Nearly 200 colleges and universities in six states have agreed to let students skip remedial coursework if they reach the college-readiness score on the 2015 Smarter Balanced assessment.
Wednesday’s announcement marks a major development in the consortium’s bid to convince higher education to accept the “college-ready” cut score on its 11th grade test for course-placement purposes.Until this week, it had only the state college and university systems in two states signed on. Now that list has grown to 197 campuses in six states. Here’s how it breaks down:
101 in California, including all 23 campuses of California State University and 78 of the state's 112 community colleges; 49 in Washington state, all 40 of its two- and four-year colleges and nine independent colleges and universities; 24 in Oregon, all public colleges and universities; 10 in Hawaii, all public colleges and universities; 7 in Delaware, all six of its public colleges and universities and one independent university; and 6 in South Dakota, all public colleges and universities.
“This is a major endorsement of the standards themselves and of the assessment as an accuate measure of those standards,” said Jacqueline King, the director of higher education collaboration for Smarter Balanced.
PARCC has enlisted similar pledges so far from two colleges in Colorado and from the community colleges in Illinois. Students in 10 states and the District of Columbia are taking the PARCC tests this year; students in 18 states are taking Smarter Balanced.
The two state consortia, which used $360 million in federal funds to design tests for the common core, have both been working hard to gain higher education’s acceptance of their college-readiness scores in deciding whether students can skip remedial classes and enroll in entry-level, credit-bearing courses. (They are not intended to be used for admissions.)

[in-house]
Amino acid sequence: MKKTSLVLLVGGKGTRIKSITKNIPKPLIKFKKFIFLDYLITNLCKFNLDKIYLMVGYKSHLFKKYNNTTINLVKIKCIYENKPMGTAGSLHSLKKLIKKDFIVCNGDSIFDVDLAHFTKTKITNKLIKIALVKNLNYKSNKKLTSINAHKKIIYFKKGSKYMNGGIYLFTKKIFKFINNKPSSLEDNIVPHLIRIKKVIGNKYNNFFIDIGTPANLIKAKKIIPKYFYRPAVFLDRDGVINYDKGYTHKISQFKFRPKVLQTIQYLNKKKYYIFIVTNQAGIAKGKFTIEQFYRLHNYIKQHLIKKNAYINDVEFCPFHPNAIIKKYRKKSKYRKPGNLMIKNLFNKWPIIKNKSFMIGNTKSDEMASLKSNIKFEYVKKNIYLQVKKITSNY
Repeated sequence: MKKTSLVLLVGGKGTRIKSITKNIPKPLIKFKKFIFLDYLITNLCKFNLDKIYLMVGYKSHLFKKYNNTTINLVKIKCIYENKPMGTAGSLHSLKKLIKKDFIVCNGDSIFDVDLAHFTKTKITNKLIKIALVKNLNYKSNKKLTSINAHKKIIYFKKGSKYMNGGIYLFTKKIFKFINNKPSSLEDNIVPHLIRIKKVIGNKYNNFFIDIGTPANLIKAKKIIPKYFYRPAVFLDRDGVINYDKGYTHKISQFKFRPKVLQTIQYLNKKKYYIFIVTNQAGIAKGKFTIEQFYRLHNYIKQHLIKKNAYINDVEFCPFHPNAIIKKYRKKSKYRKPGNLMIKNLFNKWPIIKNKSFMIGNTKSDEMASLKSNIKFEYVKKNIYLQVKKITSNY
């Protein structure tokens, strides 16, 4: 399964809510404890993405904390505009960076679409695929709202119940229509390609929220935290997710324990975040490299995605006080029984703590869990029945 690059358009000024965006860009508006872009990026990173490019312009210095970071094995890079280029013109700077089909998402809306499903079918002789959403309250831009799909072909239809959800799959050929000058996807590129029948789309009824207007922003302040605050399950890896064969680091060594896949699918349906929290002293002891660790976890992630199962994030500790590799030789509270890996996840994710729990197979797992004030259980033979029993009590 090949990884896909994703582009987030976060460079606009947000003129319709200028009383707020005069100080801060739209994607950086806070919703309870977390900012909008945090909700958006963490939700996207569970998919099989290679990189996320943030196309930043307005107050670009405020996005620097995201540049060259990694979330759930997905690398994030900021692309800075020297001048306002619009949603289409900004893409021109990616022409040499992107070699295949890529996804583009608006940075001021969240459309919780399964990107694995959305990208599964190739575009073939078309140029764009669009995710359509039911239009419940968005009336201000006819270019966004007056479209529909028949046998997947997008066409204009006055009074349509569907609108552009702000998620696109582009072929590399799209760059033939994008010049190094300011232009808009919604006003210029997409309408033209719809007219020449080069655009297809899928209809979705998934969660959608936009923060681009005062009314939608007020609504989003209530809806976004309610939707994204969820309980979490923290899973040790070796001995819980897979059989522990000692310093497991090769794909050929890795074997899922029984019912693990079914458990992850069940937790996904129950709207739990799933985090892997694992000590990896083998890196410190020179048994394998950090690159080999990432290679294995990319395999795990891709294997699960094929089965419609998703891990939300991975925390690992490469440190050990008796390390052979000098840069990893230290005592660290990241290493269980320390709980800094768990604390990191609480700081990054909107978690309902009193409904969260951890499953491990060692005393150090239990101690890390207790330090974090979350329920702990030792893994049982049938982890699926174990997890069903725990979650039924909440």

How widespread that acceptance becomes is a pivotal question with a potentially huge impact. Large-scale acceptance of the tests’ college-readiness cut scores would suggest that colleges and universities agree with the consortia’s most central assumption: that scoring at those levels means that a student is ready for credit-bearing college work.
A statement issued by Delaware Secretary of Education Mark Murphy reflects that shift. The decisions of his state’s colleges and universities “show that they believe the common core standads are rigorous and that the Smarter Balanced assessments provide a good measure of college readiness,” he said.
Offering ‘Concrete Benefits’
Higher education’s acceptance of consortium scores could also make inroads into the high college-remediation rates that cost students time and money, and often undermine their ability to complete baccalaureate degrees.
“Oregon’s higher education course-placement agreements are a strong step forward in high school to college alignment, signaling to high school students that their hard work on the Smarter Balanced assessments and rigorous coursework in the 12th grade provide concrete benefits once they get to campus,” Ben Cannon, the executive director of the state’s higher education coordinating commission, said in a statement.